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J Gen Intern Med. 2019 Aug;34(8):1645-1652. doi: 10.1007/s11606-019-05009-3. Epub 2019 Apr 25.

Association of Patient Social, Cognitive, and Functional Risk Factors with Preventable Hospitalizations: Implications for Physician Value-Based Payment.

Author information

1
Department of Health Management and Policy and Center for Outcomes Research, College for Public Health and Social Justice, Saint Louis University, St. Louis, MO, USA. johnstonkj@slu.edu.
2
Department of Health Management and Policy, University of Kentucky, Lexington, KY, USA.
3
Department of Clinical Analytics and Insights, Center for Clinical Excellence, SSM Health, St. Louis, MO, USA.
4
Cardiovascular Division, Washington University School of Medicine, St. Louis, MO, USA.

Abstract

BACKGROUND:

Ambulatory care-sensitive condition (ACSC) hospitalizations are used to evaluate physicians' performance in Medicare value-based payment programs. However, these measures may disadvantage physicians caring for vulnerable populations because they omit social, cognitive, and functional factors that may be important determinants of hospitalization.

OBJECTIVE:

To determine whether social, cognitive, and functional risk factors are associated with ACSC hospitalization rates and whether adjusting for them changes outpatient safety-net providers' performance.

DESIGN:

Using data from the Medicare Current Beneficiary Survey, we conducted patient-level multivariable regression to estimate the association (as incidence rate ratios (IRRs)) between patient-reported social, cognitive, and functional risk factors and ACSC hospitalizations. We compared outpatient safety-net and non-safety-net providers' performance after adjusting for clinical comorbidities alone and after additional adjustment for social, cognitive, and functional factors captured in survey data.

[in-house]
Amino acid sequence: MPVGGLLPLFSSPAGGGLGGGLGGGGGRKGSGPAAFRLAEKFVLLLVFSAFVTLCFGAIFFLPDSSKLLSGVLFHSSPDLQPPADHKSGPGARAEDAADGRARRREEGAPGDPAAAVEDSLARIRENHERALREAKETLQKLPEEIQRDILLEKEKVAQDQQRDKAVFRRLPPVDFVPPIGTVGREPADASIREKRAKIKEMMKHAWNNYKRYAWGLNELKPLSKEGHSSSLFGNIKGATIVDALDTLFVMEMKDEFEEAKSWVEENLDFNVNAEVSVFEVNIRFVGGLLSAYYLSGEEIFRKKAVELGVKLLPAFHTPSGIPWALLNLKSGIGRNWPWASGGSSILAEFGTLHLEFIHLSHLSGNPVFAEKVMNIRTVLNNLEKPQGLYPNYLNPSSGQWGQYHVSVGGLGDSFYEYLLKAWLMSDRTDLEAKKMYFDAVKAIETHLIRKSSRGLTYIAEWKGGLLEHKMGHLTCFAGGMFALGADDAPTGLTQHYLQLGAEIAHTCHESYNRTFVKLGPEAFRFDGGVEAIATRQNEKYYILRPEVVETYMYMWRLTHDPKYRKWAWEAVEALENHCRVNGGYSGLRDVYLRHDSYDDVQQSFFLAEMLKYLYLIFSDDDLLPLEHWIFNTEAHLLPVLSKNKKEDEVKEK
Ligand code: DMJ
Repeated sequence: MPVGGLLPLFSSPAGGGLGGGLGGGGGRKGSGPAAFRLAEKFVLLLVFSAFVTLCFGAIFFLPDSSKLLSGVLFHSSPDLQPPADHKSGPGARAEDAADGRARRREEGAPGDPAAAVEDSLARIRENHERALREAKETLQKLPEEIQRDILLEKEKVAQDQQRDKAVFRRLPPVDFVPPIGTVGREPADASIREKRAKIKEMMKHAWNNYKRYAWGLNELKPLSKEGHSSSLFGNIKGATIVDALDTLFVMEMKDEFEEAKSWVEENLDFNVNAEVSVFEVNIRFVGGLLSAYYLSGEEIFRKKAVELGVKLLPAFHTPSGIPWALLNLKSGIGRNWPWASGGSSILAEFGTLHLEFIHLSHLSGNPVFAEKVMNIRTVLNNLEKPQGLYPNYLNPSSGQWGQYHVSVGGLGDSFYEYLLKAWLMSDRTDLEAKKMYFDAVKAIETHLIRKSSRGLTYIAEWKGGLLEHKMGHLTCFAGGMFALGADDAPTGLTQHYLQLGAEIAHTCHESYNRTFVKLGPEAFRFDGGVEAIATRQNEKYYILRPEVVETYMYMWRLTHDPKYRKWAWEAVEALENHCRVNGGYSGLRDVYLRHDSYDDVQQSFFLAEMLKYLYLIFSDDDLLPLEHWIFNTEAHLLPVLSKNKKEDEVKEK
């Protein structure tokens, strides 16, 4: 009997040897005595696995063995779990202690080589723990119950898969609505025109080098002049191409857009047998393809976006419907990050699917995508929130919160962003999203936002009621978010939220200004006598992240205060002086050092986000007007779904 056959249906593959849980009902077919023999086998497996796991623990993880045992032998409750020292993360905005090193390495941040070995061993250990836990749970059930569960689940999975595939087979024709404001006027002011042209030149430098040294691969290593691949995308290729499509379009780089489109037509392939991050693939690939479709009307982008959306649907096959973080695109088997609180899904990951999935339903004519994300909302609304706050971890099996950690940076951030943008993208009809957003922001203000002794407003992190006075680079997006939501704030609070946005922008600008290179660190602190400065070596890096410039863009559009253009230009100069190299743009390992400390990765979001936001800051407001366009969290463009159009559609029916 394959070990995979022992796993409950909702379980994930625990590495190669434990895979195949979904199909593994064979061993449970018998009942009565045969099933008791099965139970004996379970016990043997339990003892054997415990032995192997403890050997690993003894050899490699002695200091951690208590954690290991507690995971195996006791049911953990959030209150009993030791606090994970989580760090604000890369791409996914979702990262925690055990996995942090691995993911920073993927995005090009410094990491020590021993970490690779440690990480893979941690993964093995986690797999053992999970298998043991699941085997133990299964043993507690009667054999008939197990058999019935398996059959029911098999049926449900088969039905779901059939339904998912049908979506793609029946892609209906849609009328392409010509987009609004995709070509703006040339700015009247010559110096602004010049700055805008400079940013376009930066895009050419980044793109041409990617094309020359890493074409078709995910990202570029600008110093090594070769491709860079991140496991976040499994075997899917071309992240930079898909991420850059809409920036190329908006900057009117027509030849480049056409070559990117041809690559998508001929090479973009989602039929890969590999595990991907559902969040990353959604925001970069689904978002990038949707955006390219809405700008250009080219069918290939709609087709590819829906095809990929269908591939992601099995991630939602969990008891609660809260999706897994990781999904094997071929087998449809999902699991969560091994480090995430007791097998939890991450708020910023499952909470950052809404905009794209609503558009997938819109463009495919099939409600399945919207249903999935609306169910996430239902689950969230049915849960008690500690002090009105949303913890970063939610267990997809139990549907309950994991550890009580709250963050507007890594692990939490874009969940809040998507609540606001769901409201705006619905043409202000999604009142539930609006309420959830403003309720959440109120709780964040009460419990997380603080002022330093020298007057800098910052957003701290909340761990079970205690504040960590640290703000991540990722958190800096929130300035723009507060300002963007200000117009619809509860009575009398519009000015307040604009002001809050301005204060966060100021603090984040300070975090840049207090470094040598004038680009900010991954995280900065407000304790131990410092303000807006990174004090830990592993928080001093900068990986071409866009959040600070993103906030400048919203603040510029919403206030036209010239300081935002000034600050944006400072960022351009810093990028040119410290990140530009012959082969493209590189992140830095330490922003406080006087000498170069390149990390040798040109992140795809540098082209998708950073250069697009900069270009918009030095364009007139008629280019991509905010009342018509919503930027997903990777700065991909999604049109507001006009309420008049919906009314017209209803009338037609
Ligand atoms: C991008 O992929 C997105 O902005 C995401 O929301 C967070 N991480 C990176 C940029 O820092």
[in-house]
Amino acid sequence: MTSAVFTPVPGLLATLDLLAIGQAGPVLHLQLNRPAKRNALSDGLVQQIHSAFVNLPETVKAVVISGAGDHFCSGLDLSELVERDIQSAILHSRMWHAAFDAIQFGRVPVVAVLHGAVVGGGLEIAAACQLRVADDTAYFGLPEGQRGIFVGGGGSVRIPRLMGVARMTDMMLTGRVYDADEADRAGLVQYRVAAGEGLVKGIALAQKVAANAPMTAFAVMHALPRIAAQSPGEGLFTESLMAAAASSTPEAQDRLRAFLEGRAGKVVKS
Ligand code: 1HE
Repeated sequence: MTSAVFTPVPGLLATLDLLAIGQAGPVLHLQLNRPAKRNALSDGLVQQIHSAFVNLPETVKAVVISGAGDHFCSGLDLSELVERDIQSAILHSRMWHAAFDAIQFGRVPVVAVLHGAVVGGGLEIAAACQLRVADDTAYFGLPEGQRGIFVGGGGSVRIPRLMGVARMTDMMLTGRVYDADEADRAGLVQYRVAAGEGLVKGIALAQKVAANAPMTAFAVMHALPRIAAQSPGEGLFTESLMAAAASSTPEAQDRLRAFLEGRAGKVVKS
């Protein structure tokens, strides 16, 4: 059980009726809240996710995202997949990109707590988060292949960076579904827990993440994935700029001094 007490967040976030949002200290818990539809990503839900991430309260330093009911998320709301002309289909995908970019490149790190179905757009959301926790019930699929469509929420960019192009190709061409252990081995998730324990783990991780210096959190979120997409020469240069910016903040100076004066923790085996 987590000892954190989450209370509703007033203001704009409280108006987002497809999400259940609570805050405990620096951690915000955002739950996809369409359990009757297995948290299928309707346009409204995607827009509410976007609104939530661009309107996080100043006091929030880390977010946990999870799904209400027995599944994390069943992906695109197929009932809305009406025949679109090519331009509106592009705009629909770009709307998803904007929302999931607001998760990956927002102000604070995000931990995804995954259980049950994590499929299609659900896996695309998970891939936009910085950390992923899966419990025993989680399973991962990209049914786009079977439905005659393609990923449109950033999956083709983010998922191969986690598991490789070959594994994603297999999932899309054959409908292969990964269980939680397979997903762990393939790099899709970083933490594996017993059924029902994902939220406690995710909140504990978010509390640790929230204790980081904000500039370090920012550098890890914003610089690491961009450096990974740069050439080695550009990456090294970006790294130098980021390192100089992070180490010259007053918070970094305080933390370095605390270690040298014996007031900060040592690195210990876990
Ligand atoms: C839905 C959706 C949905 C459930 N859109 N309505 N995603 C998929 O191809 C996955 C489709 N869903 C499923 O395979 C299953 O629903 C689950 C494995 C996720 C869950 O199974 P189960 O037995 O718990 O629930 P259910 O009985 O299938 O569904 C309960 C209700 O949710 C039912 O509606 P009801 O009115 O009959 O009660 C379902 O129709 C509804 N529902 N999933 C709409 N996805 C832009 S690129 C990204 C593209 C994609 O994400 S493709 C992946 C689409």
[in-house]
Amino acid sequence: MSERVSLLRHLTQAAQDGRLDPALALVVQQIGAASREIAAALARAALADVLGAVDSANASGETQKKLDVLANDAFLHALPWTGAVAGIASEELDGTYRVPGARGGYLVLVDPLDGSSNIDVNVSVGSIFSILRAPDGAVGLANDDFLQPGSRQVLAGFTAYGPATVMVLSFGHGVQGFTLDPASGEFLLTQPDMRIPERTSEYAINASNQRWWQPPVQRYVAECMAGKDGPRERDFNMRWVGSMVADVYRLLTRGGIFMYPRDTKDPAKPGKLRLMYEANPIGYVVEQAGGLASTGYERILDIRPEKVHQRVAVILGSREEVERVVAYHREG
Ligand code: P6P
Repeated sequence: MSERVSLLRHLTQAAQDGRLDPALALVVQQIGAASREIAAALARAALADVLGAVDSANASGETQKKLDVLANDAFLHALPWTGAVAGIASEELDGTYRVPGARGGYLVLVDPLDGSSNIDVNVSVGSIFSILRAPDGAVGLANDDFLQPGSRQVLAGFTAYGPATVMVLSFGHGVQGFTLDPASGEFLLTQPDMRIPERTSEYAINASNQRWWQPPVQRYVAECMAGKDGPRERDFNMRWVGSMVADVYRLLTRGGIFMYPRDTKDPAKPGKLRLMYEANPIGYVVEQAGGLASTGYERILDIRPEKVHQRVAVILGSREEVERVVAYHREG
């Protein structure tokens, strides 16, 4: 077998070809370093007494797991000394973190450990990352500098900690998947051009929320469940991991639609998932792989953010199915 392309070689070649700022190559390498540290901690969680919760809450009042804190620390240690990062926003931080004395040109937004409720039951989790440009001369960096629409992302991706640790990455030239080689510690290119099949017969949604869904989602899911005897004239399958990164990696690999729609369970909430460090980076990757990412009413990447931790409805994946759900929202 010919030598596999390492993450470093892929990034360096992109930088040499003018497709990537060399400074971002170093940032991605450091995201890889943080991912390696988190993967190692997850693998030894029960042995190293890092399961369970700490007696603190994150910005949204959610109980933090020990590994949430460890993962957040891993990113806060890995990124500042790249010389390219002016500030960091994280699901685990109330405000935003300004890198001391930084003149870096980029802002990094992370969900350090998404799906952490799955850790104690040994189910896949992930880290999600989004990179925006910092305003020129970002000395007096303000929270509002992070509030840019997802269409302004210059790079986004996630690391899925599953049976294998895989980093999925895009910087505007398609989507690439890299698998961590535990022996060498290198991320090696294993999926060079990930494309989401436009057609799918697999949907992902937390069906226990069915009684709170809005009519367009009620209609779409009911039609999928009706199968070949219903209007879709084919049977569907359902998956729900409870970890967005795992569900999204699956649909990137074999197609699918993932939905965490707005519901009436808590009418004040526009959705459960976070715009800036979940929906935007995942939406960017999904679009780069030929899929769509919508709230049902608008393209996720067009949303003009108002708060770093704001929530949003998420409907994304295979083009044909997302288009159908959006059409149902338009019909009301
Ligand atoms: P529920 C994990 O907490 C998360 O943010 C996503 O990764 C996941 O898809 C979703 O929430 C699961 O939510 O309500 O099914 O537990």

SETTING:

Safety-net and non-safety-net clinics.

PARTICIPANTS:

Community-dwelling Medicare beneficiaries contributing 38,616 person-years from 2006 to 2013.

MEASUREMENTS:

Acute and chronic ACSC hospitalizations.

RESULTS:

After adjusting for clinical comorbidities, Alzheimer's/dementia (IRR 1.30, 95% CI 1.02-1.65), difficulty with 3-6 activities of daily living (ADLs) (IRR 1.43, 95% CI 1.05-1.94), difficulty with 1-2 instrumental ADLs (IADLs, IRR 1.54, 95% CI 1.26-1.90), and 3-6 IADLs (IRR 1.90, 95% CI 1.49-2.43) were associated with acute ACSC hospitalization. Low income (IRR 1.28, 95% CI 1.03-1.58), lack of educational attainment (IRR 1.33, 95% CI 1.04-1.69), being unmarried (IRR 1.18, 95% CI 1.01-1.36), difficulty with 1-2 IADLs (IRR 1.30, 95% CI 1.05-1.60), and 3-6 IADLs (IRR 1.44, 95% CI 1.16-1.80) were associated with chronic ACSC hospitalization. Adding these factors to standard Medicare risk adjustment eliminated outpatient safety-net providers' performance gap (p < .05) on ACSC hospitalization rates relative to non-safety-net providers.

CONCLUSIONS:

Social, cognitive, and functional risk factors are independently associated with ACSC hospitalizations. Failure to account for them may penalize outpatient safety-net providers for factors that are beyond their control.

KEYWORDS:

Medicare; physician value-based payment; safety-net providers

PMID:
31025305
PMCID:
PMC6667509
[Available on 2020-08-01]
DOI:
10.1007/s11606-019-05009-3

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